Furthermore, 1987 Donruss Highlights might be a carbon copy, design-wise, of their Flagship set from that season; that said, as a Cubs fan, I think every card looks better with blue borders!

There another healthy helping of late-80's/earl-90's "junk wax" within the Lost Collector's package.  However, it was hardly junk to me, seeing as I didn't have these babies until now.  One man's junk is another man's treasure, after all.

Bonus points for the old school batting practice/spring training jerseys.

Now - with this couple of shiny cards, we are getting to my absolute favorite parts of this already great trade package.

Who doesn't love the original Topps Finest run of inserts from the early 90's - so gaudy, so shiny, so premium!  Mike Morgan has never looked better.  Additionally, the Topps Gold from '94 Topps is wonderful in that I only have (maybe) one or two of these understated parallels already sitting in my collection AND it represents a Cubgrade for my CATRC binder:

Now, this ugly mish-mash of color monstrosity from '89 Donruss can make way for that "golden" Bill Brennnan seen above.  For the record, William/Bill Brennan was a busted Dodger prospect who sipped a brief cuppacoffee (four games) with LA in 1988 when he made his way to Chicago for the '93 season.  He pitched in eight games, making one start, and posted a perfectly mediocre 2-1, 4.20 ERA line.  Those 15 innings were the last of his MLB career.

Speaking of pitchers coming to the end of their line, the undisputed highlight of LC's generous mailing features a hurler who many had assumed was finished as recently as last year:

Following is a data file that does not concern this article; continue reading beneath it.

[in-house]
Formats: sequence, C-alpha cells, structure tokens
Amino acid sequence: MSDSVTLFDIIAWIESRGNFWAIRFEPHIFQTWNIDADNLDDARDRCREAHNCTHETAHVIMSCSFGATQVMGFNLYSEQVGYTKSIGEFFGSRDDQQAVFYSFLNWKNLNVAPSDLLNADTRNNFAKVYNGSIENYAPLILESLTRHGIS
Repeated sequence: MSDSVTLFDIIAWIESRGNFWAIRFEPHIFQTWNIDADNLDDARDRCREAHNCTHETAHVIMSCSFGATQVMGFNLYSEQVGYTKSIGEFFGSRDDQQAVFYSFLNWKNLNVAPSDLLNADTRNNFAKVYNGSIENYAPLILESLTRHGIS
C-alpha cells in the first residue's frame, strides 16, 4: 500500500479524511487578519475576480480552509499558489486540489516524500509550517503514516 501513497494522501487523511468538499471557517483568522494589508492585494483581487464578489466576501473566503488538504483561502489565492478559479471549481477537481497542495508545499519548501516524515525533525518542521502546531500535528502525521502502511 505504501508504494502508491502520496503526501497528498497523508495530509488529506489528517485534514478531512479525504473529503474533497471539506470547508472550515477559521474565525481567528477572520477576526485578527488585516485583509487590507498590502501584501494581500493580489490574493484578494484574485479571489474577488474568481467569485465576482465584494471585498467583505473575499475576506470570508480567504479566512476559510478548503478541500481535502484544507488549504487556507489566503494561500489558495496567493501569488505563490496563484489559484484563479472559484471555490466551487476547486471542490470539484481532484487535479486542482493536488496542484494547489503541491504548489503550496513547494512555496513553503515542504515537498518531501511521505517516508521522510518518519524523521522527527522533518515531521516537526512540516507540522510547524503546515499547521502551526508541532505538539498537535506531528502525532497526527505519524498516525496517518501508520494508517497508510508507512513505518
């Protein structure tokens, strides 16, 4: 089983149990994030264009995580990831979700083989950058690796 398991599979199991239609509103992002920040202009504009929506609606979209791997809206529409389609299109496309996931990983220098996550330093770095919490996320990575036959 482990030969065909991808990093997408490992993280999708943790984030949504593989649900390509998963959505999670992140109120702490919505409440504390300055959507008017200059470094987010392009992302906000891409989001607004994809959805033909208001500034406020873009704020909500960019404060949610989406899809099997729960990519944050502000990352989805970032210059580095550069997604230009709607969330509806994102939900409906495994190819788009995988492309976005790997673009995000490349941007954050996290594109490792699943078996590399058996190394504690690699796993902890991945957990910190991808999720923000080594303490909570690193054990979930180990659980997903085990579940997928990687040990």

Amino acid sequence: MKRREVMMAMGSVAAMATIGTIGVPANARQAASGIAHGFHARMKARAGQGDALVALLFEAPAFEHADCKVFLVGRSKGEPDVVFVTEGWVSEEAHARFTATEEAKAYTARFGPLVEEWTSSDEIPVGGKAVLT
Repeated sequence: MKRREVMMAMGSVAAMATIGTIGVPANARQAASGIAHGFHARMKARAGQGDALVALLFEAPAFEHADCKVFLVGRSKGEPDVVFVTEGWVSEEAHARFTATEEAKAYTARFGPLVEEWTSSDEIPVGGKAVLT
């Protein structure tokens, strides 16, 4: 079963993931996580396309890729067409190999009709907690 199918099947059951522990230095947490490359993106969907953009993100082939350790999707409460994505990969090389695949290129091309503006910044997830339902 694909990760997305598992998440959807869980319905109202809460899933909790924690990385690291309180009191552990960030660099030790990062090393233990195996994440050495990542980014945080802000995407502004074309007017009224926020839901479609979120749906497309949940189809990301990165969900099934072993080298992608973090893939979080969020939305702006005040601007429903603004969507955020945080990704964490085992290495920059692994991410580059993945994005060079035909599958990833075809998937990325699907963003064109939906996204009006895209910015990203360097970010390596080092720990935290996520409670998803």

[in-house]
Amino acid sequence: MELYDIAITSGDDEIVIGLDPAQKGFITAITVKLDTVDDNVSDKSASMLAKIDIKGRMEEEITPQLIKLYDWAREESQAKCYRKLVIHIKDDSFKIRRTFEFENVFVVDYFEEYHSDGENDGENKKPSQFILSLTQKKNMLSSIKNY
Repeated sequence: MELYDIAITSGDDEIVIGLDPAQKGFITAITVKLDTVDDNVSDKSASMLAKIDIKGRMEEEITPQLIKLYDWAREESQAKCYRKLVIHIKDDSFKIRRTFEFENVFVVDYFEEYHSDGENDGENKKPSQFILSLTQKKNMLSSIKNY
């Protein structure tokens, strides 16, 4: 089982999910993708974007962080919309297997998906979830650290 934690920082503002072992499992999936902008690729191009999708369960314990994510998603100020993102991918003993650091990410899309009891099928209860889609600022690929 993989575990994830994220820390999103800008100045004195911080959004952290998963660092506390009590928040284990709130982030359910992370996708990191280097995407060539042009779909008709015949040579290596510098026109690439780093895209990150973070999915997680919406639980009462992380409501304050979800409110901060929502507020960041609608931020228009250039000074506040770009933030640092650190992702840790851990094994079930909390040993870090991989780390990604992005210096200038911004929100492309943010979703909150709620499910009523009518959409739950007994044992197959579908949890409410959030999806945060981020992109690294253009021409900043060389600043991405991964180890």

WOOT!  A certified auto of the newly-rejuvenated lefty Rich Hill.  It's always a good day when I can add a new John Hancock to my CATRC binder, especially an acetate one.

Hill had a breakout 2007 campaign and he seemed to be a key cog in the Cubs rotation for years to come.  However, he quickly lost command of his famous curveball and began the life of a baseball nomad, bouncing from organization to organization, signing minor league deals, making MLB cameos and even spending time in the indy leagues.

Against all odds, he turned a hot September with the Sawx into a big contract with the A's for 2016 and is suddenly the hottest trade chip on the pitching market.  Truly a phenomenal comeback story!

Image courtesy of Sports Illustrated

With that, we've reached the end of our journey through a wonderful bubble mailer - for once, I sure didn't mind getting lost, not in the least bit.

Many thanks go out to the Lost Collector for taking the time to put together such a generous trade package; hopefully, this is the start to a long and fruitful trade partnership!

Getting lost ain't always a bad thing.


  1. Thanks for the trade! Hope we can swap again soon.

  2. I love stories like Rich Hill. Guys that just stick with it and work their way to the top again. One of my all time favorites was Ryan Vogelsong.

  3. I've never seen that 1994 Topps Gold card before. Beckett doesn't list a base card for it, so it must be one of those checklist substitutions.